A typical passage reads: “At nightfall Joseph would have surrendered, the common fire providing the only light for the house. He would have fallen asleep – and woke up – to the scent of the maquis, an evergreen shrub that covered all land that was not cultivated fields or forests. Its aroma included myrtle and rosemary and lavender and thyme and all the other flowers that produced such a generous scent that it wafted all over the island. It was the scent of Corsica.
Connections are still established between Salvatori and the circles that defined him.
“The paradox that defines the Corsicans is that, although they have rarely governed themselves, they have always been animated by a striking spirit of independence and rebellion.
The island’s struggle, the book tells us, “imbued its inhabitants with a strong sense of pride.”
Salvatori left Corsica at 17 with 35 francs in his pocket. His biography offers detailed information about his arrival in Trinidad and his rise to wealth and glory, emphasizing the values of diligence and perseverance.
A newspaper article titled On and Off Frederick Street offers a wealth of information on the bustling business of the capital in 1935. Journalist Ivy Achoy writes what all those cruise ship visitors would have seen in Port of Spain. Salvatori’s business offered a six-hour tailoring service, tropical costumes, linens and hats.
But cheerfulness often culminates in dramatic upheaval. In the 1930s, the cocoa industry collapsed due to an overabundance of West African cocoa and the dreaded witches’ broom disease in Trinidad. Salvatori had to reinvent himself again.
He did it with courage and a lot of panache, reflected even in the way he dressed. The biography says, “He liked the grand style.” He wore the most expensive costumes. One of her granddaughters described Salvatori as “the most ostentatious man you could ever lay eyes on”. He was wearing “a dark, ironed three-piece suit with ties and hats.”
Salvatori has taken his flamboyant style with him on business, political, and pleasure trips, all of which make for fascinating travel reads.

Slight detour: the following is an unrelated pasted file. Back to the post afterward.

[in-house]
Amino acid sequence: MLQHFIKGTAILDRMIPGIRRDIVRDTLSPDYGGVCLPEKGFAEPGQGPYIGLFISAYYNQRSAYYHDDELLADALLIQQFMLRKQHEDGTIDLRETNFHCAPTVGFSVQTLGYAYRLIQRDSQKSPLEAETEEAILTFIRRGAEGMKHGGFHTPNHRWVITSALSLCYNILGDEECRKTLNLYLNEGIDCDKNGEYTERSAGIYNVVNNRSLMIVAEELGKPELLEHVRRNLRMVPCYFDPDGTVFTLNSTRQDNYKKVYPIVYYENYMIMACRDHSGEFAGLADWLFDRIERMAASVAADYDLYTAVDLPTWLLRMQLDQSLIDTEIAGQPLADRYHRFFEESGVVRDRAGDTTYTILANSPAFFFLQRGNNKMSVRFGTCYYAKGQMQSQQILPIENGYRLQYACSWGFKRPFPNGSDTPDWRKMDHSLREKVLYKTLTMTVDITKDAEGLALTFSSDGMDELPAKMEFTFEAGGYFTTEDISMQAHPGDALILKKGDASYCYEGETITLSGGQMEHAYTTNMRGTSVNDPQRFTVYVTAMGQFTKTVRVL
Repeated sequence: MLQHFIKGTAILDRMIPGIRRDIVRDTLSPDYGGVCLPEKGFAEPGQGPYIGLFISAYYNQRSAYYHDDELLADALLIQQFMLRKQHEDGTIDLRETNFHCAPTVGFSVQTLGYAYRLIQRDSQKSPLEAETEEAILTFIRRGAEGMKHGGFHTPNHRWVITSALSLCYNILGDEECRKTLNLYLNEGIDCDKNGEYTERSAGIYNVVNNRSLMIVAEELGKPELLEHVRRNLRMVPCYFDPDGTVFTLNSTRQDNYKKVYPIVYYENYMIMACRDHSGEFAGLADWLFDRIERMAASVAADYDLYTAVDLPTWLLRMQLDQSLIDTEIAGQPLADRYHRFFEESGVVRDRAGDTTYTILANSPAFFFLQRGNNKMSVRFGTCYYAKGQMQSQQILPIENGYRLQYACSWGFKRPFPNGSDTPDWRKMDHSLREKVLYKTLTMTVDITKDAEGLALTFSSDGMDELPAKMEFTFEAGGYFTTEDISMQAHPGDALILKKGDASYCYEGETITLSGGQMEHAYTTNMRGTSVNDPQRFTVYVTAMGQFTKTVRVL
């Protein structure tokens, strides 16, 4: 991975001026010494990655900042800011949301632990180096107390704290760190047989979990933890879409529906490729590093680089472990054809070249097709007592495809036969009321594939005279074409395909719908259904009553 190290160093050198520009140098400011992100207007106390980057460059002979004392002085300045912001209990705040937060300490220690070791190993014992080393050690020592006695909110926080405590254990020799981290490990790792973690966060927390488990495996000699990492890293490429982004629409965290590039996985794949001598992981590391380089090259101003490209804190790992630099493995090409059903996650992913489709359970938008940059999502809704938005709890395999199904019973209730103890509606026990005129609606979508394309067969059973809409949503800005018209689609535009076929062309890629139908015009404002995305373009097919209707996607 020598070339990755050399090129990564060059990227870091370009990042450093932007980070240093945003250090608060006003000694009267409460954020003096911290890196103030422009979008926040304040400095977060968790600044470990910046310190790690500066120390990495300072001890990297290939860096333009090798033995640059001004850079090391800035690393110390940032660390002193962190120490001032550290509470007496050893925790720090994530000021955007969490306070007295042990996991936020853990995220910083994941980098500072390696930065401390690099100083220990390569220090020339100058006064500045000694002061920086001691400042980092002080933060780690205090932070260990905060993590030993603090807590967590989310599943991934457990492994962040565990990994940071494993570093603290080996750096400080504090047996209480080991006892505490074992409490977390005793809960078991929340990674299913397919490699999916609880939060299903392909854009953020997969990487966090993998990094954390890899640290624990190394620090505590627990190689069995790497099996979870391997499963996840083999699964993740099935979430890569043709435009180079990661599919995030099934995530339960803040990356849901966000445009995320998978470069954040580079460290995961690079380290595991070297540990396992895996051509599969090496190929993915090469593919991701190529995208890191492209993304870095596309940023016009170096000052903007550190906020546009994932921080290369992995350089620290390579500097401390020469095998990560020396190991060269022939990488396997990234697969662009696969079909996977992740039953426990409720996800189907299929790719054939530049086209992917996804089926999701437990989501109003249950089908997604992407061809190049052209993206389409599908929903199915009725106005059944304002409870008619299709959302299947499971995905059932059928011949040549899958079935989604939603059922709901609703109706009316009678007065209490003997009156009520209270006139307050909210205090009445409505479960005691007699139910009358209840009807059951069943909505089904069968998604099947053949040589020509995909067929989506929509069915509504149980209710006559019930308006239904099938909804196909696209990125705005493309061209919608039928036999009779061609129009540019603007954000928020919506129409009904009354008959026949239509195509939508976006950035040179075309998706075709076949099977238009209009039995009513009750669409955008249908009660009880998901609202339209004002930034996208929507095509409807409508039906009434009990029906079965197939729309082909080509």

World War II brings more drama. Salvatori’s allegiance to France is well documented in the wartime secret correspondence and official recognition of former French President Charles de Gaulle.
Then there’s the story of how the original Salvatori store burned down and the new one in Independence Square, bigger and bolder than ever, rises from its ashes. Unfortunately, Salvatori lost all of his personal documents in the fire.
The last chapters concern the children of Salvatori, in particular Henry.
Overall, Salvatori: A Corsu a Trinidad is a treasure trove of historical material capturing a central point in Trinidad’s history. It is a remarkable immigrant story that shows the characteristics necessary for success.
The generous inclusion of primary source material gives readers the rare opportunity to experience Salvatori’s story for themselves by reading and interpreting much of the material that has gone into this book.
The biography is enjoyable and important read, arriving just in time for a Christmas present. It should be used in business and history lessons, but should also be read by anyone who cares about the stories of colorful people, immigrants, business, success, courage, history. and reinvention. It is an extraordinary work of research and writing. My only criticism would be that I would like to see a brighter title and more colorful cover that suits Salvatori’s vibrant life.